Sunday, April 28, 2013


The Final Approach.....

I had cut the book boards out of some random cardboard that was hanging around.  It was thinner than an actual bookboard, but this was my first attempt at binding in about 15 years and my very first  attempt at the coptic stitch, courtesy of University of YouTube, so I wasn't too concerned about perfection.  I had taken a book-making class at Art Continuum many years ago and fell in love with it.  But in running a business and raising two active boys, I never made the time to tend to this art.  Gelli printing may be the kick I need to get me back to it.  I un-earthed the waxed linen thread that I had bought at the Art Continuum Marketplace and got to business!

I had gesso'd the boards yesterday and proceeded to cover them with leftover (a couple of my favorites!) Gelli prints.

Covering the boards:

Boards covered and enough Gelli print left over to cover the inside of the front and back covers as well:

Holes punched in the covers, ready for stitching:

Stitching the signatures:

And, now, the finished object!!  YAY!

Ta DA!

The spine:

Some random page spreads:
Love the blues on the stencil on the left side of the orange page here.

Ghost print goodness on the left.  And see that polka dot in the seam?  That was used to reinforce a page printed on an old dictionary page.  That paper was too thin and fragile to take the folding and punching so this was a fun and decorative solution.

A couple of two page 'centerfolds' where the stitched binding shows:
Love the colors and textures here!

Here is a shot of the inside front cover and first signature:

And here are some "model poses":

What I learned: better to use actual book boards that are more substantial and less likely to bow and bend.

What I learned: make sure your covers are carefully measured and the same size and the same size as your pages.  The back cover was slightly wider than the front and no one would notice that but me, but that little OCD piece of my personality goes crazy because I never noticed that until the covers were covered....and I made the decision that the papers I used to cover were more important than the exact sizing....that no one but me would notice

What I learned: when using dissimilar papers for the signatures, make sure the "wrapper", the outermost of the pages, is not brittle or folded against the grain such that it could "split".  I had a couple of places where that happened and it really distracts from an otherwise attractive spine.

What I learned: be careful how one pulls on the waxed linen binding thread--I ended up pulling the hole in one signature about 2 mm along the fold!  Ack!  Again, I will likely be the only one ever to notice this, but lesson learned to pull and tighten the stitch at a right angle to the fold of the signature.

What I learned: make sure the holes are punched all the way through all the layers of pages in each signature.  Much easier to do it right when first doing it than to add a punch while stitching.  Not impossible, just much easier to do it right the first time.

What I learned: I am not thrilled with the top and bottom stitching where the next signature is added on.  It seems as if that is almost a weak link.  Will see if I can figure out a way to remedy that before tackling another book like this.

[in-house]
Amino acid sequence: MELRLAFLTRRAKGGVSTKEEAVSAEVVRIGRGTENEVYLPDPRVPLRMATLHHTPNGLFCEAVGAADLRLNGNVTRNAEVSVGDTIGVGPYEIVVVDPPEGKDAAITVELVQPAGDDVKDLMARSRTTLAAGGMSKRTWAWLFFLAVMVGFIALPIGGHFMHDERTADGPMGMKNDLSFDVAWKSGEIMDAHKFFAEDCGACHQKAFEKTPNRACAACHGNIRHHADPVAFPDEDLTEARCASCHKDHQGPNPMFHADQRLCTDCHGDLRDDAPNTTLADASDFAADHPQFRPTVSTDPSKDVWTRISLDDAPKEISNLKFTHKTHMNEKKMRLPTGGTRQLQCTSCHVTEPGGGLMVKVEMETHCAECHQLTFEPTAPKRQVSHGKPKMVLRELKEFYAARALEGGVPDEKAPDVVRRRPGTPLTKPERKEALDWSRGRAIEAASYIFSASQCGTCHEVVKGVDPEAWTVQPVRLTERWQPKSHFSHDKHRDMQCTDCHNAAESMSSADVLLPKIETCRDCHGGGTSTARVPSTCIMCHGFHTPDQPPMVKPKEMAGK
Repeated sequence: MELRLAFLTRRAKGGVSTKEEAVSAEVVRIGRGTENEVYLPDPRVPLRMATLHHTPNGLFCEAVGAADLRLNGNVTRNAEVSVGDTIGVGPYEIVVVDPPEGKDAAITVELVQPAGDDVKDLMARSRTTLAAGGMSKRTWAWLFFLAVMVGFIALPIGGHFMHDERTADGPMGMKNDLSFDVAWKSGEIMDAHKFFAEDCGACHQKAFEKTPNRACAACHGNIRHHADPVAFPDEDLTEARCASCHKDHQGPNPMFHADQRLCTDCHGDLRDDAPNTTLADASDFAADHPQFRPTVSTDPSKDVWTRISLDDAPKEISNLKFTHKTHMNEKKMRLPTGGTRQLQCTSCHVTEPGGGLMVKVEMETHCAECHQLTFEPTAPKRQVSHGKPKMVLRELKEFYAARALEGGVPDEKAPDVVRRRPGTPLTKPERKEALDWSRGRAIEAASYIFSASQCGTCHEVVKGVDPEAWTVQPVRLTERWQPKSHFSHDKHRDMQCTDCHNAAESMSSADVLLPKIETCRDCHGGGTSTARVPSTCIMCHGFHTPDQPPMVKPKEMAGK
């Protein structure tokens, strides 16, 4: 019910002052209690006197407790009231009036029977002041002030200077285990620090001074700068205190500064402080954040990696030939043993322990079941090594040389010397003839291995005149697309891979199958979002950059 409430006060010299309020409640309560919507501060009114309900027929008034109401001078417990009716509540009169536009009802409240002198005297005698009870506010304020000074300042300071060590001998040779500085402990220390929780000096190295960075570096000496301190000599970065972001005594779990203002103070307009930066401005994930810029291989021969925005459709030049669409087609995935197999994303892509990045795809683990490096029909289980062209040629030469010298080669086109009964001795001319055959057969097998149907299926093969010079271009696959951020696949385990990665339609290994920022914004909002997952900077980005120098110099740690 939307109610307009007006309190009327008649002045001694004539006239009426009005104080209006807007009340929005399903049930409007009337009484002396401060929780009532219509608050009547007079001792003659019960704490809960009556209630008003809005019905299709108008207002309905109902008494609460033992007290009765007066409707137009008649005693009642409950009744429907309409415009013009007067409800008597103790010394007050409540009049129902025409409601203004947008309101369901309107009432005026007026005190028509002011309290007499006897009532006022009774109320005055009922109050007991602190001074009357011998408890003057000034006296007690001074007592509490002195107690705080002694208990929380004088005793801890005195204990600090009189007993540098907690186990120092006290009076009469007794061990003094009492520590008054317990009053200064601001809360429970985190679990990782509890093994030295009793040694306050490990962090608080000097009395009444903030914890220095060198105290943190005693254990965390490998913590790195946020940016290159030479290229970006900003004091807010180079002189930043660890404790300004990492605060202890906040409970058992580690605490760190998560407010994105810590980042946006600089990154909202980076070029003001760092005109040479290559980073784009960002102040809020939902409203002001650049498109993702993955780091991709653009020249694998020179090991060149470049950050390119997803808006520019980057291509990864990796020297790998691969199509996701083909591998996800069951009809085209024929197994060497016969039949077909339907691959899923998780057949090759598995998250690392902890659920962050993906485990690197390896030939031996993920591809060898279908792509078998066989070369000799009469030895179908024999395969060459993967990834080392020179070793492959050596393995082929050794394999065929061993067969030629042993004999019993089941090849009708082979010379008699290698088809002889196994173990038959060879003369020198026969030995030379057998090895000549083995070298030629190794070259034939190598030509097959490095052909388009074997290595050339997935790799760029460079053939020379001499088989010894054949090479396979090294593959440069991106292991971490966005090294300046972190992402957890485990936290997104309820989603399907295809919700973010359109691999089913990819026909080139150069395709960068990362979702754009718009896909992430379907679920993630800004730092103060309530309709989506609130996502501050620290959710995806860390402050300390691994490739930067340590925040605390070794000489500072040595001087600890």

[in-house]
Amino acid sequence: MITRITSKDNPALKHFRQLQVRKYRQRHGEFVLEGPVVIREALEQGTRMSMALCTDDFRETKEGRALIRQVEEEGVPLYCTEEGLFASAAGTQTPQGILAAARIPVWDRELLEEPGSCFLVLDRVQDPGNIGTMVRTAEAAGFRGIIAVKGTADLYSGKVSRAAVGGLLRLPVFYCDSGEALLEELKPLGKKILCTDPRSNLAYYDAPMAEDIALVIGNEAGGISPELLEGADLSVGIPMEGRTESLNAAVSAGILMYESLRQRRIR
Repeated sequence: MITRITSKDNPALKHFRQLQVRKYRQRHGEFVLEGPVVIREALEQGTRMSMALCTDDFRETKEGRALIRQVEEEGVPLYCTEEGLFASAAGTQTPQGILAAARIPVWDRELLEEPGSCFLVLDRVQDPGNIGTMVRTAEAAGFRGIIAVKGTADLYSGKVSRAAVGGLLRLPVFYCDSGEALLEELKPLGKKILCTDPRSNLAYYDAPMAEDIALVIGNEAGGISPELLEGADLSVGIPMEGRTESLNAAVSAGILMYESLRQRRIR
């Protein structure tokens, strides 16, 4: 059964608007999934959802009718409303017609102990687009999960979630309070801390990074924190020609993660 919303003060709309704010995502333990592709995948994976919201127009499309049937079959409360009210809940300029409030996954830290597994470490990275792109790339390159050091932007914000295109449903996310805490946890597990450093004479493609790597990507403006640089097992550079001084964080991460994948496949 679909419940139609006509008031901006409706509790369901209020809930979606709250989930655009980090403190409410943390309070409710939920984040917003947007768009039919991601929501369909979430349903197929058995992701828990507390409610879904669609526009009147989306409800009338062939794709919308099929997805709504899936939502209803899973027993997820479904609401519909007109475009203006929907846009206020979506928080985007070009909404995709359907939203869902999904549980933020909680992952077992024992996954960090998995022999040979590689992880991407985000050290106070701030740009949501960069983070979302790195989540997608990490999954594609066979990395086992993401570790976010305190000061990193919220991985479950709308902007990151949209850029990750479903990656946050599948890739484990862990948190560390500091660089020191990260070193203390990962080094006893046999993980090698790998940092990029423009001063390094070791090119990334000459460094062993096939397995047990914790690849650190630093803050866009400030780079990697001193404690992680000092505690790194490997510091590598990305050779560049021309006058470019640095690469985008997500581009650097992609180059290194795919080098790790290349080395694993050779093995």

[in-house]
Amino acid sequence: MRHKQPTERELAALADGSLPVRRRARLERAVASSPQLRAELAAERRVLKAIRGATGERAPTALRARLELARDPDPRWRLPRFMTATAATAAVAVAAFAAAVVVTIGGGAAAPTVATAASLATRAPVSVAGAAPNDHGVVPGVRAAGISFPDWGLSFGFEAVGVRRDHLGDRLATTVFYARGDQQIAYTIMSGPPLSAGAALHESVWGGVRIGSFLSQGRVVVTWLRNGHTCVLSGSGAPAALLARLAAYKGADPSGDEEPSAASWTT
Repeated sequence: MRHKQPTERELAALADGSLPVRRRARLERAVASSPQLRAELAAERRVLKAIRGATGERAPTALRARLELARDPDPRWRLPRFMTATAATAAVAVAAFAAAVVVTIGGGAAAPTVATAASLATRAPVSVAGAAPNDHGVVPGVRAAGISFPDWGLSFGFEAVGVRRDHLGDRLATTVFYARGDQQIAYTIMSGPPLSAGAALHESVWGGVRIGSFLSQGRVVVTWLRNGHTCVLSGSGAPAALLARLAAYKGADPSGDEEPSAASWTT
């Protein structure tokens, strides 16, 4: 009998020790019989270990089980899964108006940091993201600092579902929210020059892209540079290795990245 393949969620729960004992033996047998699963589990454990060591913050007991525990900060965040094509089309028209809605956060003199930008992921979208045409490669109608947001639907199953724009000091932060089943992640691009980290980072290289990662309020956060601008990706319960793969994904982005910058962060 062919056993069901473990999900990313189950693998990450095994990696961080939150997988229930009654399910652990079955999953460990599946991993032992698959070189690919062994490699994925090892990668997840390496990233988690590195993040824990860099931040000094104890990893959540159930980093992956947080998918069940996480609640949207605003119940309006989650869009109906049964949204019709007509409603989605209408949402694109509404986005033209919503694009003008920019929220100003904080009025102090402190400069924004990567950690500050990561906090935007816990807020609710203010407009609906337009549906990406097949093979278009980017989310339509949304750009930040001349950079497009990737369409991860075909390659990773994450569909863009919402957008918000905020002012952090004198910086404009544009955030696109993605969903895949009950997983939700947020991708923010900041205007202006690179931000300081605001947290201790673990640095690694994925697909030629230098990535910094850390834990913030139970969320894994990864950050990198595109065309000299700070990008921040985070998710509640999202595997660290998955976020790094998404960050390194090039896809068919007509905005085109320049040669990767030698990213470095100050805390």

What I learned: I can't decide if I want to leave this "as is" or if I want to embellish and make it into an art journal of sorts.  I have avoided doing the "art journal thing" so far...but what if I kind of walked a line in between and just did a thought a day...or embellished minimally?  For the most part, these pages are pretty heavily printed in several layers each, so sometimes it's best just to know when to stop and leave well enough alone.....never my strong suit....will have to go back to work tomorrow and so will just sit on this for a bit....

What I learned: I'm so glad I took the time to edge the pages with a black marker!  Totally worth it for the effect!

What I learned: Pinterest has a ton of inspiration!

What I learned: I think I may be doing more and more prints--this book was inspired by the one I saw on the Gelli Arts video.  Those were gorgeous prints and the book was expertly done.  I learned a ton making this book.

Now, I'm off to make my future projects list: flag book.  Pop-up book.  Greeting cards....etc...etc

Stay tuned....

PS--anyone know of a truly opaque white marker?


  1. Replies
    1. You KNOW I blame YOU for this.....

  2. Wow!! Nothing else has pushed me to gelli printing like your book just has! I love the pages you achieved. Like you, I'm not a journalist, and wouldn't know what to do with them since I couldn't cover them up, but still...just Wow!

  3. Beautiful pages and a fantastic book. I am doing something similar and decided to add a uplifting quote to each page. I have found a couple truly opaque markets/pens. First the pilot latte white pen is truly opaque, but you have to write really slow with it. The Sakura soufflé and glaze pens are also opaque but can take 10 minutes to dry. Last the Montana acrylic paint markers are wonderful.

    1. Oh Stacy! Thank you so much for the recommendations. I NEED an opaque white pen...or 3! I put these on my list. I appreciate the help!

  4. Found you via Pinterest. Nice work.

  5. Found you via Pinterest. Nice work.